St. Vith Examples of Play
Example 1: Combat
|In the picture to the left the movement phase
has just ended and the battle phase is beginning. Each side must give
battle orders to their units.
The German orders are Unit A and Unit B will ATTACK Unit 2 while Unit C ATTACKS Unit 3. The units Reserve 1, 2, and 3 were designated reserve units during the movement phase.
The American orders are for Unit 2 to DEFEND HEX and Unit 3 to DEFEND ALL.
The results of these orders are that Unit A and B will attack into Unit 2's hex. If Unit C had not attacked unit 3 then, by virtue of it's DEFEND ALL command, unit 3 would have moved into unit 2's hex to aid in their defense. However, since Unit C did attack Unit 3 its DEFEND ALL command is canceled as it must defend its own hex first.
|Following the battle orders we now
have the situation at left. German units A and B are attacking American
unit 2. German unit C is attacking American unit 3.
For this example lets say the attack by unit A and B is successful while unit C fails.
Unit C must move back to its starting point in hex 0.
Unit 2 having lost to Units A and B must withdraw. The only possible route is to move into hex 3 which is still in the ZOC of units A and B, so it continues into hex 9.
It could not move into hex 1 because it would not be moving farther away from Reserve 1 which it can do by moving into hex 3. It could not move into hex 8 because it would not be moving farther away from unit C which it can do by moving into hex 9. It could not move into hex 4 because it would not be moving farther away from Reserve 1 which it can do by moving to hex 9.
Let's say unit C's attack was successful. Then the only route unit 2 could use to withdraw would be to hex 1 then hex 4. Even though hex 1 and hex 4 does not cause unit 2 to move farther away from the known enemy units Reserve 1 and Unit C, it is not moving closer to them either, so this is a valid withdrawal route. For this example though unit 2 withdraws to hex 9.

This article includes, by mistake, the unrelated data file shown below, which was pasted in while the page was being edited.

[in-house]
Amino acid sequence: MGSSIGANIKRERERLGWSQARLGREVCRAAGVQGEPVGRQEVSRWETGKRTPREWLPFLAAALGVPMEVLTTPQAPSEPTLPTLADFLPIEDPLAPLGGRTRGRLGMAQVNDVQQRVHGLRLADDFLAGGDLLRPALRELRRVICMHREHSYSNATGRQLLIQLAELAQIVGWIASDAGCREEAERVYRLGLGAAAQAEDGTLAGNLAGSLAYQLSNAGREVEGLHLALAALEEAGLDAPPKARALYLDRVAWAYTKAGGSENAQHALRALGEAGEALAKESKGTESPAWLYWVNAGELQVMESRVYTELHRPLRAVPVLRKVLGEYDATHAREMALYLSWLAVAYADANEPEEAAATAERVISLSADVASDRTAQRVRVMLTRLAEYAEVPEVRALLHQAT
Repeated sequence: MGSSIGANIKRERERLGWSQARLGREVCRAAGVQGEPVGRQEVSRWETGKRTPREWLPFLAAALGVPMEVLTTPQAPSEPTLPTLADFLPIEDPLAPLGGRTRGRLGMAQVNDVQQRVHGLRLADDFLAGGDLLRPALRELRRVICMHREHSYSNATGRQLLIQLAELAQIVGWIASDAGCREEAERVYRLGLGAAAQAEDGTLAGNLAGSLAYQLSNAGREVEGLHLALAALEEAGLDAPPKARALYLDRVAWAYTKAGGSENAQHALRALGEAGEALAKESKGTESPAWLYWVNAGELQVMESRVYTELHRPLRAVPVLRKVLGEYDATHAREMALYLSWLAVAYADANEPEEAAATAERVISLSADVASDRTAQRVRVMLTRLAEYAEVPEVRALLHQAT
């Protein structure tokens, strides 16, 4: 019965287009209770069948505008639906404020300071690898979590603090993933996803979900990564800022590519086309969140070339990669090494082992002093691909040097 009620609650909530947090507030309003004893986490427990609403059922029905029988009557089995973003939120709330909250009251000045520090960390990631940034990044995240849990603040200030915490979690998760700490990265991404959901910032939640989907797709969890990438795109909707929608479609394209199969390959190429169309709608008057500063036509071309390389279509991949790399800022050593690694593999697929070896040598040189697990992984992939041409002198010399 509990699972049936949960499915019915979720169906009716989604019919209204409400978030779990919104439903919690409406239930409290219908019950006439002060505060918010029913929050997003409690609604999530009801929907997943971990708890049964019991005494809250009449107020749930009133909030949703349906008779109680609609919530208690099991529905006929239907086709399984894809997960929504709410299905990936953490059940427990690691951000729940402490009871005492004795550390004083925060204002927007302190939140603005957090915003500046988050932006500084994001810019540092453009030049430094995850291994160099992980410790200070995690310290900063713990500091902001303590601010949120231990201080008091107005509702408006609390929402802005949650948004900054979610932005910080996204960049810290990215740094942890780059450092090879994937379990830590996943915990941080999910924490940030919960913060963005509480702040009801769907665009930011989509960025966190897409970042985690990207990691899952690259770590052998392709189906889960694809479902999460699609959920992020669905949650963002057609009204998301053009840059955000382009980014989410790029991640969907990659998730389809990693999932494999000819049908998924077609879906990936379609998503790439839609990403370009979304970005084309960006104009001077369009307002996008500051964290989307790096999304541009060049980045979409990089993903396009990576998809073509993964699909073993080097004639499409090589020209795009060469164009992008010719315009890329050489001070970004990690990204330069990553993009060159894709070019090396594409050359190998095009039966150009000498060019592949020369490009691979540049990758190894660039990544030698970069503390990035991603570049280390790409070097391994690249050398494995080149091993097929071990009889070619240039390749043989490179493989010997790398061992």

Finally, German units A and B can not remain together in the attack hex so one of them must move back to their start hex. The German player elects to return unit A to its original hex.
|Prior to the breakthrough phase we
have the situation to the left.
Reserve 1, 2, and 3 will now conduct their breakthrough movement. The Germans want to get as far down the road as possible so they order reserve 1 to breakthrough first, reserve 3 to breakthrough second, and reserve 2 to breakthrough last.
Reserve 3 moves 1 hex left to the road, then enters unit B's hex. Even though this hex is in the ZOC of unit 3, unit B's presence negates it so reserve 3 may continue moving. It does so by moving to hex 3 where it must stop because it is now by itself in unit 3's ZOC.
When reserve 3 enters hex 3 it again places the withdrawing unit 2 in enemy ZOC, so unit 2 must withdraw again and does so by moving to hex 11. It could not move 1 hex SE because it would not be moving farther away from unit C which it can do by moving to hex 11. The same goes for hex 10 and Unit A.
|We now have the situation to the
left and its time for reserve 1 to do its breakthrough movement.
It moves 1 hex SE onto the road (2 mp), then continues into unit B's hex (3 mp), then reserve 3's hex (4 mp), then into hex 9 (5 mp), and finally into hex 11 (6 mp).
Note that when reserve 1 enters hex 9 it again places the withdrawing unit 2 in enemy ZOC so it must continue to withdraw. It continues by moving to hex 12, and when reserve 1 moves into hex 11 it withdraws again along the road off map, etc.
|Now its time for reserve 2 to do its
breakthrough movement after which the map looks as it does to the left.
It moved 1 hex SW down the road (1 mp), then continues into unit B's hex (2 mp), then reserve 3's hex (3 mp), then into hex 9 (4 mp), then into hex 11 (5 mp), and finally into hex 12 (6 mp).
Another strategy the Germans could have used is to encircle American unit 3 by having reserve 1 use all 6 movement points to enter hex 8 and then have reserve 2 use all six movement points to enter hex 7.
You can see why you want to defend in depth (especially on roads) when at all possible, as once a unit is forced to withdraw it must keep running until breakthrough movement is complete.